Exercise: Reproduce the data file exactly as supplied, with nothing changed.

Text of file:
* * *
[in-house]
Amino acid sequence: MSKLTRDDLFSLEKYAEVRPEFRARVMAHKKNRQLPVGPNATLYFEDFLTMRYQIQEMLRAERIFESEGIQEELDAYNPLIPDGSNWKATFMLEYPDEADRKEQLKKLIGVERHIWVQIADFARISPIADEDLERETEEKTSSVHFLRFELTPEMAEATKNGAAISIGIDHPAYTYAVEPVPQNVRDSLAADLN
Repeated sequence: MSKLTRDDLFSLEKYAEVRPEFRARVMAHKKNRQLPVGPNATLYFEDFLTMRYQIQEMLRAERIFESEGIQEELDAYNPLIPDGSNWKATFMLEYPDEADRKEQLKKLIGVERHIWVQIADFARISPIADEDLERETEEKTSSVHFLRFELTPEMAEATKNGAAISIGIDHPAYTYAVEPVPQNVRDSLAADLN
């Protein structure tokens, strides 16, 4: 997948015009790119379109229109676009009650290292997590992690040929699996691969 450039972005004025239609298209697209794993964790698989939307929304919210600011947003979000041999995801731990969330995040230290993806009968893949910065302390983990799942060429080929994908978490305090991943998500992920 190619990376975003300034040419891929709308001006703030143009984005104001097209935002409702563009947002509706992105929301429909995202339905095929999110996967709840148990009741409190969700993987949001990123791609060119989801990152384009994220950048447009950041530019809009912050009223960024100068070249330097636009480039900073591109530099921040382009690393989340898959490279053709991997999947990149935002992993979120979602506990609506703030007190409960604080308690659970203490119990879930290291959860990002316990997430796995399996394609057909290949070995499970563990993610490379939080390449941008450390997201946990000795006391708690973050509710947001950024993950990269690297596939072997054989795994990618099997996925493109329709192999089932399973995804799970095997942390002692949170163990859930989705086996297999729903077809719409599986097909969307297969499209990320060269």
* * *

[in-house]
Amino acid sequence: MSKLTRDDLFSLEKYAEVRPEFRARVMAHKKNRQLPVGPNATLYFEDFLTMRYQIQEMLRAERIFESEGIQEELDAYNPLIPDGSNWKATFMLEYPDEADRKEQLKKLIGVERHIWVQIADFARISPIADEDLERETEEKTSSVHFLRFELTPEMAEATKNGAAISIGIDHPAYTYAVEPVPQNVRDSLAADLN
Repeated sequence: MSKLTRDDLFSLEKYAEVRPEFRARVMAHKKNRQLPVGPNATLYFEDFLTMRYQIQEMLRAERIFESEGIQEELDAYNPLIPDGSNWKATFMLEYPDEADRKEQLKKLIGVERHIWVQIADFARISPIADEDLERETEEKTSSVHFLRFELTPEMAEATKNGAAISIGIDHPAYTYAVEPVPQNVRDSLAADLN
């Protein structure tokens, strides 16, 4: 997948015009790119379109229109676009009650290292997590992690040929699996691969 450039972005004025239609298209697209794993964790698989939307929304919210600011947003979000041999995801731990969330995040230290993806009968893949910065302390983990799942060429080929994908978490305090991943998500992920 190619990376975003300034040419891929709308001006703030143009984005104001097209935002409702563009947002509706992105929301429909995202339905095929999110996967709840148990009741409190969700993987949001990123791609060119989801990152384009994220950048447009950041530019809009912050009223960024100068070249330097636009480039900073591109530099921040382009690393989340898959490279053709991997999947990149935002992993979120979602506990609506703030007190409960604080308690659970203490119990879930290291959860990002316990997430796995399996394609057909290949070995499970563990993610490379939080390449941008450390997201946990000795006391708690973050509710947001950024993950990269690297596939072997054989795994990618099997996925493109329709192999089932399973995804799970095997942390002692949170163990859930989705086996297999729903077809719409599986097909969307297969499209990320060269």